Browser-based attacks, our customers, and us

While some browser-based attacks such as web skimming steal customer data and thus victimize both the organization and the users, other attacks leverage an organization's website to attack the customers or to attack another organization entirely.

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Cybersecurity Awareness Month is a good time to remind ourselves that the responsibility to secure the customer experience goes beyond our infrastructure and out to the browser. For organizations that are passionate about protecting their customers, browser-based attacks are particularly frustrating because the impact directly affects customers. While some browser-based attacks such as web skimming steal customer data and thus victimize both the organization and the users, other attacks leverage an organization's website to attack the customers or to attack another organization entirely. 

Browser-based attacks occur when attackers inject malicious code into components that are served up onto a website. All modern websites include third-party scripts, and attackers have successfully injected code into several. Recent examples of browser-based attacks include Magecart and the ongoing proliferation of cryptomining malware. 

Consider the different ways that a browser-based attack can impact your organization, impact your users, or impact organizations you don't even know. As you assess the threat of browser-based attacks, know that attackers: 

  1. Specifically, target your site and your users. Magecart is a prominent criminal syndicate and focuses on skimming customer data from web forms to gain credit card numbers and personally identifiable information (PII). Both the user (who has had their PII stolen yet again) and the organization (which must deal with the consequences of a data breach) are victims. British Airways (which paid a $230M fine for its breach) and Ticketmaster UK were both targeted by Magecart.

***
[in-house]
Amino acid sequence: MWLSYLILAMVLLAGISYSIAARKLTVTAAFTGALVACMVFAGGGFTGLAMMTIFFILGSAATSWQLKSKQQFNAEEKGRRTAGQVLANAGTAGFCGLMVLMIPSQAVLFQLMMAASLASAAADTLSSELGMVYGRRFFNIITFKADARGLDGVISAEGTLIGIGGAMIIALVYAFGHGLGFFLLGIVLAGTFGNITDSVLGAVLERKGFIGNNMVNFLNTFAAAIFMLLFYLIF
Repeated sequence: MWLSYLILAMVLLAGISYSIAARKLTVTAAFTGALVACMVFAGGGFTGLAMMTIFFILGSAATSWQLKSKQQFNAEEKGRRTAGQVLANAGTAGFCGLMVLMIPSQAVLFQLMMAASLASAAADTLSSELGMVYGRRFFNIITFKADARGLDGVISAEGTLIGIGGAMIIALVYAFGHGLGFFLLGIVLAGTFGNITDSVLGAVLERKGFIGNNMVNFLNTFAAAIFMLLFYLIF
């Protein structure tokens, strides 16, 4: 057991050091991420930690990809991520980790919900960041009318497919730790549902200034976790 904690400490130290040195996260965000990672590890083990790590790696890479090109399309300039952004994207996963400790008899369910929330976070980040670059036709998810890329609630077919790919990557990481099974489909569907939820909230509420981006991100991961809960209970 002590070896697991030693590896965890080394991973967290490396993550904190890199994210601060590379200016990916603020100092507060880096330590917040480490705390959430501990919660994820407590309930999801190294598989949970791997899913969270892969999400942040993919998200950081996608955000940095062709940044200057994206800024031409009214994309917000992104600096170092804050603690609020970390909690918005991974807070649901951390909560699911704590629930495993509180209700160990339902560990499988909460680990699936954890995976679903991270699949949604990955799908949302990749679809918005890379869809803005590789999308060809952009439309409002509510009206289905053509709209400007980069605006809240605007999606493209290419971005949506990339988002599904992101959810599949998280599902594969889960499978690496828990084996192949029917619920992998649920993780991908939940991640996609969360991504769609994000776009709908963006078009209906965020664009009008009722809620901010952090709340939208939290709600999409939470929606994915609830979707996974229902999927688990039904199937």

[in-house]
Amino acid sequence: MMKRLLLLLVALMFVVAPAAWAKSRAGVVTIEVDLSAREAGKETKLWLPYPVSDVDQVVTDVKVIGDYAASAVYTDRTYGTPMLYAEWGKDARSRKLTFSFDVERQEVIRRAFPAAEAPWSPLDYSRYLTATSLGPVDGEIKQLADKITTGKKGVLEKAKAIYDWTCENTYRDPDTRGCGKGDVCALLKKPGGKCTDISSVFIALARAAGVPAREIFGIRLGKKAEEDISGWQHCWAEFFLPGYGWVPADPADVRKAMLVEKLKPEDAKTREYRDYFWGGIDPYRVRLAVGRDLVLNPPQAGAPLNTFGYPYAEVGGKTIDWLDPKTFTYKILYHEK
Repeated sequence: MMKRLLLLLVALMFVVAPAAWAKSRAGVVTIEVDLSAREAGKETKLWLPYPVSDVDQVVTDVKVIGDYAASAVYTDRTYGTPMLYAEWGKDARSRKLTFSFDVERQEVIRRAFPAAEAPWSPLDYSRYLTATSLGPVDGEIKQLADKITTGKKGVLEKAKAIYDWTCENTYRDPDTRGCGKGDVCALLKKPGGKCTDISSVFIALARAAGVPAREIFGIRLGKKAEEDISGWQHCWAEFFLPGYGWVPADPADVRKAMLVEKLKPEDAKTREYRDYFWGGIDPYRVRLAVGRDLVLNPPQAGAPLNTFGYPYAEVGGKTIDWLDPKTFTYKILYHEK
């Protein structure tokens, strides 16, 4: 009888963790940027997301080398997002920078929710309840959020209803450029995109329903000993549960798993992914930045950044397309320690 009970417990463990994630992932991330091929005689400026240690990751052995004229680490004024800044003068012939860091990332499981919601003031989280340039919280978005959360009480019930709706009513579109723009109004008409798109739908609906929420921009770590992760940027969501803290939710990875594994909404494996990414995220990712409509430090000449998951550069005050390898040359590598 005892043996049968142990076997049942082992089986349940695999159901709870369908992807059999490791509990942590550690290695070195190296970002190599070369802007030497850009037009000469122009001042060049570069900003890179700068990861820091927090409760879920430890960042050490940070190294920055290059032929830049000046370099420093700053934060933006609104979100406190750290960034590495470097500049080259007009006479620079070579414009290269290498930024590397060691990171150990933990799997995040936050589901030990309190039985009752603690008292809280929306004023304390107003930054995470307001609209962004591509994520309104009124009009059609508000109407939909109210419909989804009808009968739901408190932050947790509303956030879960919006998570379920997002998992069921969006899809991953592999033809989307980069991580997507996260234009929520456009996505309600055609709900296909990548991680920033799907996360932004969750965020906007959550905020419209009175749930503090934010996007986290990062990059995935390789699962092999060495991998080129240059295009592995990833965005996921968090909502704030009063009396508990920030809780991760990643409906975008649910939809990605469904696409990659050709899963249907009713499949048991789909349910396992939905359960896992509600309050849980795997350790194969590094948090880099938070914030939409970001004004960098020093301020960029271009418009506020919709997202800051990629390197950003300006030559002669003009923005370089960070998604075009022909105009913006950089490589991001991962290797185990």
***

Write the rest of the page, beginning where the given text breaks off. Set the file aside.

2. Leverage your site's execution to target your users. In this scenario, your organization's website is a means to an end; if an attacker can inject a malicious script somewhere onto your site (either through one of your scripts or through a third-party script), your customers will find their systems mining cryptocurrency or surreptitiously funneling personal data to a cybercriminal. Customers will contend with pop-ups, clickjacks, and other types of interference that drastically change their experience on your site. 
  3. Convert your users to attackers. In this case, an attacker injects malicious code onto your website and uses it to turn your customers' systems into bots. The attacker then turns the botnet on some other system or organization (think the Mirai botnet from a couple of years ago or one of the iterations of the 3ve ad fraud operation). 

You may feel challenged to protect customers from browser-based attacks due to lack of control over a customer's environment (their browser usage, their settings, their permissions, whether they click on the link, etc.). However, you must reduce the risk by: 

  • Regularly analyzing your own website scripts throughout the development lifecycle. 
  • Implementing client-side protections such as anti-skimming and malware protection. 
  • Deploying bot management solutions to detect and defend against botnets that result from browser-based attacks. 

As attackers focus more on the client-side, organizations must consider the impact of script and browser vulnerabilities more broadly. Work the above scenarios into your threat modeling and think about how to best protect your customers and their experiences with your site. Applications continue to be the most common path for attackers; don't let browser-based attacks be your weak link. 

Download Forrester's complimentary guide to learn how and why Zero Trust is the best way to defend your business.  

This post was written by Principal Analyst Sandy Carielli and originally appeared here